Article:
Welcome to a true bird mystery, a true-crime-inspired series. Hints will be mixed throughout this post, so use your best talonts to solve this riddle!
This introduction to "A True Bird Mystery" will likely be the easiest of the series. If you want to continue to be challenged, Join Us, SherLARK Holmes! (That was not a clue.)
Where should you look for clues? Everywhere. Weird word choices, unusual phrases, consider contextual clues. Look for anything out of the ordinary with the rest of the story!
When writing an article with the intention of creating mystery, one must ask themself, "How do I start?" Of course, I can use the device of asking the question, as I just did. Then I can admit to using it. I probably should not sing like a canary and offer such an illuminating peek into my writing style.
To solve a mystery, we often must try to place ourselves in the shoes of the subject. I would say close your eyes and imagine, but then you could no longer follow along. Instead, imagine your eyes closed. You are a bird. You can fly almost anywhere. So where would you find yourself? Or specifically, where would this bird find itself...
Fly with me
You turn your head, what is that? A saguaro? There is a blast of heat. Suddenly, you are seemingly transported, and a rustle amongst a blanket of pure white snow draws your attention to a different location. You turn to hear it better. You are surrounded by trees. Coniferous? Deciduous? Both?
You continue turning your head to take in your surroundings. Time has flashed forward. Leaves appear to be turning yellow and orange. You feel a swelling in your netherregion. You must proclaim yourself to the world! You inhale, you prepare to let your sound out, here it comes, your call…
An out of Body experience Unlike any BefOre
You have returned to your chair. Or porcelain throne, if you’re reading this on the toilet. Real-life horned into our story while we were placing ourselves as the mysterious subject. There is no need for concern; we can surely comb through the provided clues to put us in a great position to pounce on our quarry: the answer.
NOTE: You are walking into the spoiler sections. If you scroll further, there are clues that will make the answer easier until it is revealed at the bottom. If you are ready for the answer without further help, leave your guess in the comments at the bottom of the page, and check your guess against the revealed photo from above!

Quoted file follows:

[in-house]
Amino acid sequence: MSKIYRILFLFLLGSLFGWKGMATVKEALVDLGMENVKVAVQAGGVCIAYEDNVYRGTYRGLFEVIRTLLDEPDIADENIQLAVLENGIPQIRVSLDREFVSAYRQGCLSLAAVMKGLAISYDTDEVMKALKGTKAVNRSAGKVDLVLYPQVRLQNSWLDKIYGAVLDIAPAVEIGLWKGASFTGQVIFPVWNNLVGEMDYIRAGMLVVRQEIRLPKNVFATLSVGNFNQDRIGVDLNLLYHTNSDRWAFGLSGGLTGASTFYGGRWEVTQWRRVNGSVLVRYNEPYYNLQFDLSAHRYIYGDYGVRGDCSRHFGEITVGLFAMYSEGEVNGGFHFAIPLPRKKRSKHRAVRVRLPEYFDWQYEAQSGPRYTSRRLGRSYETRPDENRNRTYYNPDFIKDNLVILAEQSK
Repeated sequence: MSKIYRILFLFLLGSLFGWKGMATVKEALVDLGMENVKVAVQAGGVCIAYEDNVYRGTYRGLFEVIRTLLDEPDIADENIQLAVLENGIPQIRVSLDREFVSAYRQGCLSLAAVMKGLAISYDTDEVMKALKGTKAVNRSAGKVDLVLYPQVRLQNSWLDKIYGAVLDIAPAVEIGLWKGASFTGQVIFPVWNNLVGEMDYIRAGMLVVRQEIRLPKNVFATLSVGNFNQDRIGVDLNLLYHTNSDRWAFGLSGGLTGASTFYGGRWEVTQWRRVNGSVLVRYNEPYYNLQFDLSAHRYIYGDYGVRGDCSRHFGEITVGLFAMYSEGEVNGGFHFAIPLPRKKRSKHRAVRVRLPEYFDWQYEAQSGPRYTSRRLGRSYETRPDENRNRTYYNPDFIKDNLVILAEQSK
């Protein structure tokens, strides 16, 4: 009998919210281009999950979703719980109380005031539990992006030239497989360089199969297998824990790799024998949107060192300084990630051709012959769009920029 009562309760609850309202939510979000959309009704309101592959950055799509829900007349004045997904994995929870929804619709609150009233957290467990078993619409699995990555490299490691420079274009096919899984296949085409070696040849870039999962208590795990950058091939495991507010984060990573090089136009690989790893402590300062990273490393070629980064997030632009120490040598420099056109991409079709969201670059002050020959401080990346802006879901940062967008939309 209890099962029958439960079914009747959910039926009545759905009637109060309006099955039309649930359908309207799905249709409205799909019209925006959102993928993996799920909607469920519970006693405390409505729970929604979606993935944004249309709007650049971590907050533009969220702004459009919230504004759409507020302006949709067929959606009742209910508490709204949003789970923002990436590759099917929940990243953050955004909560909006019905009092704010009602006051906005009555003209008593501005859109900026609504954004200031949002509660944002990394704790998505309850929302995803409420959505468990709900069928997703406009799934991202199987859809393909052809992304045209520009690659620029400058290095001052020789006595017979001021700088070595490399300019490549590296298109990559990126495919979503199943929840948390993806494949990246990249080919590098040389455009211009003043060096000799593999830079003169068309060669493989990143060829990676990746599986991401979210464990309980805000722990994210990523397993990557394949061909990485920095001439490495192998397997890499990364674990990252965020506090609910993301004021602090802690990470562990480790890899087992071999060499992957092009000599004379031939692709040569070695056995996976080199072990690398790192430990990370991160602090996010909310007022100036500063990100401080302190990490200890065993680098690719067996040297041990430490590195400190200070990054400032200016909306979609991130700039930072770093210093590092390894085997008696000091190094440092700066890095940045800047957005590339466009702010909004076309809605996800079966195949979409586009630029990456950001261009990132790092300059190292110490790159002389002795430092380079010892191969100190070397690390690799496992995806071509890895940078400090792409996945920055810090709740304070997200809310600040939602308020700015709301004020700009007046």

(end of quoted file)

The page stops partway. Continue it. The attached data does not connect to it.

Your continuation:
A summary of clues
Talonts - notice I spelled talents incorrectly with ‘talon.’ This likely helped you narrow our subject down to a raptor IF you noticed this clue.
Not sing like a canary - This clue reinforces the idea that our subject is not a passerine (aka songbird).
Illuminating peek - Our subject has the capability of seeing in even dim situations
Saguaro, snow, coniferous forest, deciduous forest - Our subject clearly can be found in a large variety of habitats.
The continuous head turning back and forth may also provide a subtle clue.
Proclaiming and calling in autumn is a major clue to narrow down our selection.
Notice the capitals (B-U-B-O) that are out of place - This weird term is a great one for looking up...
Horned - A clue to narrow down our subject further?
Comb - This clue is a feature that allows our subject to move silently.
Pounce - Perhaps our subject prefers this style of hunting?
Who our subject is - Our subject is known for making a similar sound
Mystery still too great - Great, along with another clue, narrows down our subject to species.
Unusual capitals strike again while determining our mystery bird. Read the paragraph above the "NOTE" again if you did not catch it.
Silent as spring
Hidden at night
Nest are stolen
Gone by first light
Orbs of yellow
Fixed in place
With a curved bill
Rodents, no safe space
FINAL HINT: Check out this article.
SPOILER: The answer is below!
The mystery solved, a Great Horned Owl
Learn about the basis for the clues
Talons - Owls, like most predatory raptors, have long, curved claws called talons.
Not sing like a canary - Owls, while they do "sing" are not classified in the songbird order, Passeriformes. Instead, they are in the owl order, Strigiformes.
Illuminating peek - Owls have far more rods than humans, which allows them to capture and utilize more light at nighttime for seeing in the dark. However, this nocturnal vision is limited to grayscale.
Saguaro, snow, coniferous forest, deciduous forest - The Great Horned Owl is found in almost every habitat type in the Western Hemisphere.
Owls can turn their heads over 180 degrees!
Male Great Horned Owls begin defending territory in autumn.
Bubo is the genus of the Great Horned Owl.
The Great Horned Owl's "horns" are actually neither horns nor ears. They are feathers, sometimes called plumicorns!
The leading edge of many flight feathers in owls has a comb-like edge to them, allowing for silent flight.
Great Horned Owls are perch-and-pounce hunters!
While the Great Horned Owl does hoot, not all owls do!
The Great Horned Owl is one of our largest owls.
What did you think? Enjoy this idea? Share your thoughts in the comment section below! Share the guesses you formed as you read!
Want more tips on birds, feeding birds, identifying birds, wildlife safety, and more?? Join our site, join us on Flocking YouTube, like us on Facebook, follow us on Instagram, and Twitter, and visit our Amazon Storefront.